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People v. Gardeley

Supreme Court of California
927 P.2d 713 (Cal. 1996)


Facts

Rochelle Lonel Gardeley and Tommie James Thompson (defendants) were charged with violation of California’s Street Terrorism Enforcement and Prevention Act (STEP) in connection with an alleged assault of Edward Bruno (they were also charged with attempted murder, assault with a deadly weapon, and robbery). A third assailant, Tyrone Watkins, pled guilty to violation of the STEP Act before Gardeley and Thompson’s trial. Gardeley, Thompson, and Watkins were members of a gang called the Family Crips. The STEP Act imposes an additional penalty on defendants when a crime is committed in association with a “criminal street gang,” where a criminal street gang is an association of individuals that (1) has a primary activity of committing crimes and (2) engages in a “pattern of criminal gang activity.” Criminal gang activity is defined as committing two or more crimes. At trial, the prosecution brought Detective Patrick Boyd of the San Jose Police Department as an expert on criminal gang activity. Boyd was given a hypothetical situation with the facts surrounding Bruno’s assault and in response he testified that this was a classic example of gang-related activity. Boyd also testified that the Family Crips’s primary purpose was to sell narcotics and that its members had committed multiple crimes. Much of Boyd’s testimony was based on interviews Boyd had taken of Gardeley, Thompson, and Watkins after their arrests, conversations with other Family Crip members, and conversations with various law enforcement officers regarding three different criminal incidents involving members of the Family Crips. The testimony was objected to by Gardeley and Thompson on hearsay grounds. The trial court allowed the testimony and convicted Gardeley and Thompson of violating the STEP Act (along with the substantive crimes). The court of appeal reversed the conviction on the violation of the STEP Act, reasoning that Boyd’s testimony that the three criminal incidents were gang-related was inadmissible because the facts of the incidents were not admitted as evidence and he did not have firsthand knowledge of the facts. The prosecution appealed.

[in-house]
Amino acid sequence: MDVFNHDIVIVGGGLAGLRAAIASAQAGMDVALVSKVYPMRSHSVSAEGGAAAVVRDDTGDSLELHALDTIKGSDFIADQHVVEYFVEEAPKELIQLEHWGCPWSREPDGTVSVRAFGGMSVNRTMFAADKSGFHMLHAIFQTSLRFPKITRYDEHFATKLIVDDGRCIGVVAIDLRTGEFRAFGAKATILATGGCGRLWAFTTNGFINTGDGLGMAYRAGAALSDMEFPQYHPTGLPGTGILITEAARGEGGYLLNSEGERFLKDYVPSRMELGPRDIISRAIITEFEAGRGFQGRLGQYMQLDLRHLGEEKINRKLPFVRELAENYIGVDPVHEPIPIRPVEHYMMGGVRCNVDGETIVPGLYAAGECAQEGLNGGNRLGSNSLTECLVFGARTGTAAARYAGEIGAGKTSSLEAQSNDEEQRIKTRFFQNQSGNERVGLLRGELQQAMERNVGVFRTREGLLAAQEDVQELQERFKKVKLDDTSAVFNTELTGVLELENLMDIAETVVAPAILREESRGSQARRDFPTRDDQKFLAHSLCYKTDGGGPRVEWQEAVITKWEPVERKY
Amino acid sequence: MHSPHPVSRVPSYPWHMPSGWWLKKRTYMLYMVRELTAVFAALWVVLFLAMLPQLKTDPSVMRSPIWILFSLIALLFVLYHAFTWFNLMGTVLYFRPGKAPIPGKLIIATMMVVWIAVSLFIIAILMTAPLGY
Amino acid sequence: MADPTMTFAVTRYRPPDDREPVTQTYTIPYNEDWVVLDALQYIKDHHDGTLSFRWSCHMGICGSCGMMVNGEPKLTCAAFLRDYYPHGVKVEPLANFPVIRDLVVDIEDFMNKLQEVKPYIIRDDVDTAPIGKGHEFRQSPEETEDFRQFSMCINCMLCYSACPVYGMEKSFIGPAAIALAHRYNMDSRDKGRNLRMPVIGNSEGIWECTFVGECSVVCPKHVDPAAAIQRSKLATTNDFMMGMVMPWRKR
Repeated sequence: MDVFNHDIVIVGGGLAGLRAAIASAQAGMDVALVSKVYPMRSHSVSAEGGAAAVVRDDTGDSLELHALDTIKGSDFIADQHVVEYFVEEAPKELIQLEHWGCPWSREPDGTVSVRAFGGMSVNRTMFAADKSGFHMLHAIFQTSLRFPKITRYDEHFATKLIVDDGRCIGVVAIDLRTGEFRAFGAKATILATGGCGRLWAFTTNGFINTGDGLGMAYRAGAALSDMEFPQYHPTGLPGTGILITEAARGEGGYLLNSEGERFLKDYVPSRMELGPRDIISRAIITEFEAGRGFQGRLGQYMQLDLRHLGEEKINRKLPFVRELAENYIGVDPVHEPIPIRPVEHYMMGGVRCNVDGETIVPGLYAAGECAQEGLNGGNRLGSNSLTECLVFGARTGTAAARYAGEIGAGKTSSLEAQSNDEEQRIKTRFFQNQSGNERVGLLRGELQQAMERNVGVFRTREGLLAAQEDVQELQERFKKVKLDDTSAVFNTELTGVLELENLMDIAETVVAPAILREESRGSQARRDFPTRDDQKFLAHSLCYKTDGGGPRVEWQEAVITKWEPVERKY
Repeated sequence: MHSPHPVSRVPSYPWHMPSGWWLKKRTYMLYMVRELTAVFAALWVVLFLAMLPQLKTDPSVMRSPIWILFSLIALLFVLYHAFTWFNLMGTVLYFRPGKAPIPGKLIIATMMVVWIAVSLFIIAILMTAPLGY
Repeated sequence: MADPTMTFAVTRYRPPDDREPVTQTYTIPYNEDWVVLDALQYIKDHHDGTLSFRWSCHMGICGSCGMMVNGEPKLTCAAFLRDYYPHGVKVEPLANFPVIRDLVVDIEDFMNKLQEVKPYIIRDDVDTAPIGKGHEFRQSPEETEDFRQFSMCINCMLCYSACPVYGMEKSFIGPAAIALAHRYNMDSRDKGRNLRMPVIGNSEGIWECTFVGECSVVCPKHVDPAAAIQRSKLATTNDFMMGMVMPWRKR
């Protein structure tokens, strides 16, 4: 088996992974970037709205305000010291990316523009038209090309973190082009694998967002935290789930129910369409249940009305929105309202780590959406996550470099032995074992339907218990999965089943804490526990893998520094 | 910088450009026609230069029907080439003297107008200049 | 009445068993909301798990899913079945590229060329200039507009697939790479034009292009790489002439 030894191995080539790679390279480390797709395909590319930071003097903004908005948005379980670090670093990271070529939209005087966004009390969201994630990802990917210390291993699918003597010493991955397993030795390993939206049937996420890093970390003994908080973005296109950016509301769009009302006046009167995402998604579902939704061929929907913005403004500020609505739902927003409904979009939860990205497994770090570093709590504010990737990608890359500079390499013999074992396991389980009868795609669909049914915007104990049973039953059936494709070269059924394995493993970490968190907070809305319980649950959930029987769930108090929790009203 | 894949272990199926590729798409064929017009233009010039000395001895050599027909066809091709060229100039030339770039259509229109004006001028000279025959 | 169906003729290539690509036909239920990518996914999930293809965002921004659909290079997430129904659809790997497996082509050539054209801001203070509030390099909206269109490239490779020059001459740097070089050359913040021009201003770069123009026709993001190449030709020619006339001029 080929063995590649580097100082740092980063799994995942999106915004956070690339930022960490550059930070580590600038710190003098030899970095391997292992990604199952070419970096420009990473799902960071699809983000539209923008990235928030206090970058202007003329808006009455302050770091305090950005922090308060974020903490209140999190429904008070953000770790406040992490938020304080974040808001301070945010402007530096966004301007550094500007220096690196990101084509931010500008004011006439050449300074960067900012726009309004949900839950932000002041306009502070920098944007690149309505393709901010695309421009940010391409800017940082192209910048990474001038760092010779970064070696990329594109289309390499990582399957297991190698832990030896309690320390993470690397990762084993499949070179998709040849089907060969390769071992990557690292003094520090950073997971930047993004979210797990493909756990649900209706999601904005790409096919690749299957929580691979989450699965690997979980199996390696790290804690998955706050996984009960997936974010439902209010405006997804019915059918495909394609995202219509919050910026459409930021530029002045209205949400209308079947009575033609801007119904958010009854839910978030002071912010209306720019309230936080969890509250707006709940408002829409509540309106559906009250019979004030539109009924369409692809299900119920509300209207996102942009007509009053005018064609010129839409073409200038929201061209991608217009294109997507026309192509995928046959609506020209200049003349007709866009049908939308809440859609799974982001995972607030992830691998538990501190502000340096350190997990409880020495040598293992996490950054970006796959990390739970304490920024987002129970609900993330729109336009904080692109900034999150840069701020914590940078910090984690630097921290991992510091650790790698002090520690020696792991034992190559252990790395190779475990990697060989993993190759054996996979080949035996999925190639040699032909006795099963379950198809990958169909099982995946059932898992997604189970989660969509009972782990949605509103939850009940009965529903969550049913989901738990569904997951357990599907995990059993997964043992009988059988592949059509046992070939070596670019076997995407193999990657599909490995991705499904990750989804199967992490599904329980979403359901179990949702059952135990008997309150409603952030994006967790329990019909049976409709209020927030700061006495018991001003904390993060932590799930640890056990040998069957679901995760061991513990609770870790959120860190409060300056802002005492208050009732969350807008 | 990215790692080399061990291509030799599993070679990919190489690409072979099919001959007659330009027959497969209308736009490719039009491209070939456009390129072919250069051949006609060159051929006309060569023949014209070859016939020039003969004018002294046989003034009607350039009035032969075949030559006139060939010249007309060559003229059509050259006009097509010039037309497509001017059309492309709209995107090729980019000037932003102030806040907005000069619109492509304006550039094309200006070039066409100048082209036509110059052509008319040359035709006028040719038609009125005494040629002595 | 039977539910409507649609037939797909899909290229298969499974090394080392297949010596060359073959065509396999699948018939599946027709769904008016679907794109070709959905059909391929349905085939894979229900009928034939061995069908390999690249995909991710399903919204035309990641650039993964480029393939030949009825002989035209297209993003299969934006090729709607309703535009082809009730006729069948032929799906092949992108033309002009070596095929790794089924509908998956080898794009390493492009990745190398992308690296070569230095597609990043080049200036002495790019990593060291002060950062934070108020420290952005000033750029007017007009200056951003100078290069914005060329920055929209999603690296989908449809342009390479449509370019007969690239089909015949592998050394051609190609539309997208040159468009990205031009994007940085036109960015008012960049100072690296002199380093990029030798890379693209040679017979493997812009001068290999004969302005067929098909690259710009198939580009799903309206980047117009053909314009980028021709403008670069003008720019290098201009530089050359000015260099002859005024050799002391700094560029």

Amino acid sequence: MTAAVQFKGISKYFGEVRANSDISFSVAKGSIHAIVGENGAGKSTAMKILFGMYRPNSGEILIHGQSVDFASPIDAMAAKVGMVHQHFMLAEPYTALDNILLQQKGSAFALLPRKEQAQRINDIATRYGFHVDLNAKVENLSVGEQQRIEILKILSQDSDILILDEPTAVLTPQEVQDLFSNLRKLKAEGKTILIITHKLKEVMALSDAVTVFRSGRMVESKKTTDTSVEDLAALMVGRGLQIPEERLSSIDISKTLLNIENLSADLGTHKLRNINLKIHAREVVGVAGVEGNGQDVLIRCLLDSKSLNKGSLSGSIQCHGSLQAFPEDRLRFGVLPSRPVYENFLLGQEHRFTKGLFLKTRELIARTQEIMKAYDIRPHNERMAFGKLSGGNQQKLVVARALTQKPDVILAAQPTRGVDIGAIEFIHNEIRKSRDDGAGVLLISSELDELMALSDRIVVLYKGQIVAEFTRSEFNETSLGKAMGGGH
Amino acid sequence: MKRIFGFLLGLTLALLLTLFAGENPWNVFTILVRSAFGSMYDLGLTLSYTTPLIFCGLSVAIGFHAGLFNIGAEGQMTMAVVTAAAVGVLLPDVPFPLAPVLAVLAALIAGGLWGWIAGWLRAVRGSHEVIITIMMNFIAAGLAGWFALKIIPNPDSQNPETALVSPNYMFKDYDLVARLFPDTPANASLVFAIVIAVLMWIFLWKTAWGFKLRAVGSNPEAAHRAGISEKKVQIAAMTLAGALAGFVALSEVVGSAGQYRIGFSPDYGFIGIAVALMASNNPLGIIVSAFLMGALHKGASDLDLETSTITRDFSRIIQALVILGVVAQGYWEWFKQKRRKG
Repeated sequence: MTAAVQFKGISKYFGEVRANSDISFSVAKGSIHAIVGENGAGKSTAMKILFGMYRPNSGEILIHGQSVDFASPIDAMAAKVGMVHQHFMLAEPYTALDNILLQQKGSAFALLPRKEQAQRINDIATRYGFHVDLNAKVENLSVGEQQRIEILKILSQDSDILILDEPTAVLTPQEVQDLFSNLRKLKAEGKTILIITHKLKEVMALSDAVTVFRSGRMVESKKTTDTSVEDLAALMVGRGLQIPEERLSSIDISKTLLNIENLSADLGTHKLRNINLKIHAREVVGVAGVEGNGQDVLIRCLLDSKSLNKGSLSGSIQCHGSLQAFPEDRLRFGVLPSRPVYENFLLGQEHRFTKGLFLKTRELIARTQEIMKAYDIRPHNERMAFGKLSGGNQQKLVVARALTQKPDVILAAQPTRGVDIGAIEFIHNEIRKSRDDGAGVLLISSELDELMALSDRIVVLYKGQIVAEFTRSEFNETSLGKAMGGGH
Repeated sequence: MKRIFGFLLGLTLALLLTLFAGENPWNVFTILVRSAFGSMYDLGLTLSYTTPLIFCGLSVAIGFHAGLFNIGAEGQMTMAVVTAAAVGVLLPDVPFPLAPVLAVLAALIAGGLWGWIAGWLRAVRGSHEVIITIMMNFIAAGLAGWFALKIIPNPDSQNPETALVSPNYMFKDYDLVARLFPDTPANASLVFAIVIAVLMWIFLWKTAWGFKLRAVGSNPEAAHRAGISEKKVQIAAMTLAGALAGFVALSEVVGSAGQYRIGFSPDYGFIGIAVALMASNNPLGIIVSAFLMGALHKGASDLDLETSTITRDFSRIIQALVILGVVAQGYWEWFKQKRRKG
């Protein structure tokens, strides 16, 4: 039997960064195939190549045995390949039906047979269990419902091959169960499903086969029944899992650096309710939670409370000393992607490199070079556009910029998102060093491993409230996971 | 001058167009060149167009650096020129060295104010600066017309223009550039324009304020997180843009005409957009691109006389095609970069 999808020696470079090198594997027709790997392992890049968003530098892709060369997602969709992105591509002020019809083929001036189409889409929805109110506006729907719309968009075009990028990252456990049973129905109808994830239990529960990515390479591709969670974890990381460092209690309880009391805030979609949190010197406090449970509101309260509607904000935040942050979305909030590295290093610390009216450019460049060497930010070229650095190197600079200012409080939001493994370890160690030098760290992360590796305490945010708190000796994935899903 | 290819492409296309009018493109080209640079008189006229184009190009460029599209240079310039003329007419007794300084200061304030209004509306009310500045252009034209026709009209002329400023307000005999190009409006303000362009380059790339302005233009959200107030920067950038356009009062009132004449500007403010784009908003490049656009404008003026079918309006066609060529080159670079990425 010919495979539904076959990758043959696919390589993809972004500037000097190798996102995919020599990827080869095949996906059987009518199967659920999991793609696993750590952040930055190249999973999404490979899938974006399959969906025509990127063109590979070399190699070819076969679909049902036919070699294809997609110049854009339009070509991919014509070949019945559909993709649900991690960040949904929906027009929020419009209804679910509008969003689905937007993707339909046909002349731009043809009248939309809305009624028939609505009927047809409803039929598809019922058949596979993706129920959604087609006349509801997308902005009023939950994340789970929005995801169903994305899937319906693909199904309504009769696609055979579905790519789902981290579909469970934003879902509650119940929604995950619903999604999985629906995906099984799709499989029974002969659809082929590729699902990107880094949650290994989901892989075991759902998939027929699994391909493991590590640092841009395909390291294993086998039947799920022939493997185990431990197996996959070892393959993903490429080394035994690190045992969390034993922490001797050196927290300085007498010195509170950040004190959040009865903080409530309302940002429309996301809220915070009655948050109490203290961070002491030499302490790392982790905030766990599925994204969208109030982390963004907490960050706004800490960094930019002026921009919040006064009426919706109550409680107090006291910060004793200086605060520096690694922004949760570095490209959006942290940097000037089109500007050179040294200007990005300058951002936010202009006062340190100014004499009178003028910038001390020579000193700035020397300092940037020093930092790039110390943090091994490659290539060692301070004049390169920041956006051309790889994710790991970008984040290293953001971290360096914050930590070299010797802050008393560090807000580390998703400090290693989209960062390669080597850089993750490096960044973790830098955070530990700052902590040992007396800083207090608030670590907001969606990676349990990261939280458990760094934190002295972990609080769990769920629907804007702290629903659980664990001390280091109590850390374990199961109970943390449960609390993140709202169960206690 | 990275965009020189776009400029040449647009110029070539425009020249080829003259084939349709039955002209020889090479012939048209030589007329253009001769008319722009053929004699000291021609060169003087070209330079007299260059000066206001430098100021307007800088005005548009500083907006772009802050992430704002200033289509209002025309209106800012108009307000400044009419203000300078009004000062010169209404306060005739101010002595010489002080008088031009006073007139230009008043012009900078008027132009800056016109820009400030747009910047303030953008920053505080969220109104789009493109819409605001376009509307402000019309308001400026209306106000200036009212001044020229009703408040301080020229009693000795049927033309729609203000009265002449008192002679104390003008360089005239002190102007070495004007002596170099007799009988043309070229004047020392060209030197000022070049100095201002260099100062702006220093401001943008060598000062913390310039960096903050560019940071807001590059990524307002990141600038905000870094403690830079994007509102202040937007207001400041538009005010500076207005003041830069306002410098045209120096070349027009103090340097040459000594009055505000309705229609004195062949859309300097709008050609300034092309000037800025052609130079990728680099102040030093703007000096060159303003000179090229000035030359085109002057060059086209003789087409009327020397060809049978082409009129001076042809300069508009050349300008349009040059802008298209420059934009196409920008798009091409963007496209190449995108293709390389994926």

Rule of Law

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Issue

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Holding and Reasoning (Kennard, J.)

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  • A “yes” or “no” answer to the question framed in the issue section;
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  • The procedural disposition (e.g. reversed and remanded, affirmed, etc.).

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